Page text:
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A spokesman for Mr Nicholson is confident the deal will be clinched by the deadline, saying "intense negotiations" with the subdivision's receivers were still under way to finalise the "loose ends in what is a complex land deal".
Mr Nicholson, and his new private property investment company Bendemeer Trustees Ltd, is already more than three weeks overdue paying for the 24-section subdivision near Lake Hayes; but contractually the delay is allowed.
PricewaterhouseCoopers receiver Malcolm Hollis confirmed late on Friday Mr Nicholson has until the close of business today to settle the outstanding $10.8 million, or his $1.2 million non-refundable deposit paid in May will "certainly be forfeited".
Mr Nicholson's last private investment company, Hurricane House, was placed in liquidation in February 2009 owing about 25 investors $4.2 million.
While having invested successfully in commercial property for several years, Mr Nicholson then lent about $4.5 million, unsecured, to a Christchurch Finance company which later collapsed itself, owing about $17 million.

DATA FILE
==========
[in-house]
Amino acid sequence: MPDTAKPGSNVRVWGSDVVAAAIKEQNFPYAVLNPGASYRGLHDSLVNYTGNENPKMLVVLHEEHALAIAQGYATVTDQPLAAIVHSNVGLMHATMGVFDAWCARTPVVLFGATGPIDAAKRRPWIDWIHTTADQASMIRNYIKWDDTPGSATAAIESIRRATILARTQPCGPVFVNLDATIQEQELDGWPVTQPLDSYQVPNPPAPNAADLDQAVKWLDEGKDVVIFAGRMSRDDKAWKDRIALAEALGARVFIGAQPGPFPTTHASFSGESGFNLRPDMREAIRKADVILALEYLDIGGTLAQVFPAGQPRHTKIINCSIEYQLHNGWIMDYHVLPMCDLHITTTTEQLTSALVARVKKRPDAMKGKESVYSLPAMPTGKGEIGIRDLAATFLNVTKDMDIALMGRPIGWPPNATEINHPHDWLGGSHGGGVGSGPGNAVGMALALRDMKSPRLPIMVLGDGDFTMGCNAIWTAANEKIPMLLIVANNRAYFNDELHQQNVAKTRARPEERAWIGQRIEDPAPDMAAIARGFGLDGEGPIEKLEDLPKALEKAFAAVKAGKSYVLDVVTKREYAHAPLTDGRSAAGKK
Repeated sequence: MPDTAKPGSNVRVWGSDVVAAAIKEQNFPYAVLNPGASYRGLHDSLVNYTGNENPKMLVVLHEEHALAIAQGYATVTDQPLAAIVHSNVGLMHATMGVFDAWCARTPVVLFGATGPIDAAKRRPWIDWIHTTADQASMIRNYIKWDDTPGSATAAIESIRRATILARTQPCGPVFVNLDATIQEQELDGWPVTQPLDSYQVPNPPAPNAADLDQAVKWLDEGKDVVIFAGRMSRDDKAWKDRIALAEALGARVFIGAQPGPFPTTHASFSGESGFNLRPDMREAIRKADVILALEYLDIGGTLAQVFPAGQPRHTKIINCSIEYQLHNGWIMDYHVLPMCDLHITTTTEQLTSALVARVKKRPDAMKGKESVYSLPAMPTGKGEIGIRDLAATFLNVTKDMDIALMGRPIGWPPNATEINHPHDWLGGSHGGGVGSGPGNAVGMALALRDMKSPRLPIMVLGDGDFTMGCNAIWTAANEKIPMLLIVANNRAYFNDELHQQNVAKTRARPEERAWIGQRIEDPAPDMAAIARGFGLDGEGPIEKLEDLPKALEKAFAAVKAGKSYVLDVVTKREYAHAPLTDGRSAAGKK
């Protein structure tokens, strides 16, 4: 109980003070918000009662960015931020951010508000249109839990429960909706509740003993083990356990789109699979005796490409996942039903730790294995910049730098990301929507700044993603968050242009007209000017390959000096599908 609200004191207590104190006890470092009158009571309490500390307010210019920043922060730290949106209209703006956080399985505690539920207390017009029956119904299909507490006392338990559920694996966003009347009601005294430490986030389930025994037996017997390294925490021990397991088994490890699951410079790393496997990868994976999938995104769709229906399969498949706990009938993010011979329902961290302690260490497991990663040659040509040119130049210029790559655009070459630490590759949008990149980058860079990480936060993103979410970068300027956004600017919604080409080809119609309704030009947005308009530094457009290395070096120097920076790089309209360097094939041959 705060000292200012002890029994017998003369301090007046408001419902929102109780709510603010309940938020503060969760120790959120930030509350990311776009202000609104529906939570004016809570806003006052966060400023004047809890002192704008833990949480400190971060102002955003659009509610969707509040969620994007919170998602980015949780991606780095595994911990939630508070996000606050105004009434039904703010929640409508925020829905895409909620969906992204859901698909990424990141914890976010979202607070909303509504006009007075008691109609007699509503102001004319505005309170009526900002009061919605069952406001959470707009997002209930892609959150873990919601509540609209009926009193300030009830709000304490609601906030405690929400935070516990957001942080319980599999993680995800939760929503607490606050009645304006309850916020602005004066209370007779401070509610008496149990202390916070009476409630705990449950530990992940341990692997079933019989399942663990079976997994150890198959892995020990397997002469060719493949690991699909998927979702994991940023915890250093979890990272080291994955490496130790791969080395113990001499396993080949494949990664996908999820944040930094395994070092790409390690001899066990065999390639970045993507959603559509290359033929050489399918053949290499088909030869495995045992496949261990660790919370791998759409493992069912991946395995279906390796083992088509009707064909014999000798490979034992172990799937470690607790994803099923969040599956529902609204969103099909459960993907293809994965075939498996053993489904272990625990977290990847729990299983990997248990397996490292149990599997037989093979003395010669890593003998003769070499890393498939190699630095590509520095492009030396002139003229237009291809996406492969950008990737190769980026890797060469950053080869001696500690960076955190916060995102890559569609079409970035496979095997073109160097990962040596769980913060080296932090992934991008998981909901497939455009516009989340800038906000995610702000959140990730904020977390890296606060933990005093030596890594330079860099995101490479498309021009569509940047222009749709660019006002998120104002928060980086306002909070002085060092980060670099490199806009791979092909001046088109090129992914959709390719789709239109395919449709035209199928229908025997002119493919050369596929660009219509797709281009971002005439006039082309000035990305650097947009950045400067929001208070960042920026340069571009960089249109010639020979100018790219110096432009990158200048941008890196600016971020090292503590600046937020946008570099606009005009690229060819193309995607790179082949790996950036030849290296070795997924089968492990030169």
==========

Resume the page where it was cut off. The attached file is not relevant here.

Mr Nicholson subsequently started Bendemeer Trustees Ltd last April and attempted to raise money from investors to buy the 24-section Bendemeer subdivision near Lake Hayes for $12 million from the receivers.
Mr Hollis added that the receivers had a "back-up position"; in that another buyer was waiting in the wings should Mr Nicholson fail to settle.
Mr Nicholson has in recent weeks declined to be interviewed, and instead nominated investor Brian Donovan, of Christchurch, to speak on his behalf.
When contacted late on Friday, Mr Donovan said Mr Nicholson was "too busy" to called, but said the Bendemeer deal was "a happening thing"... but "I can't say that its crossed the [finish] line".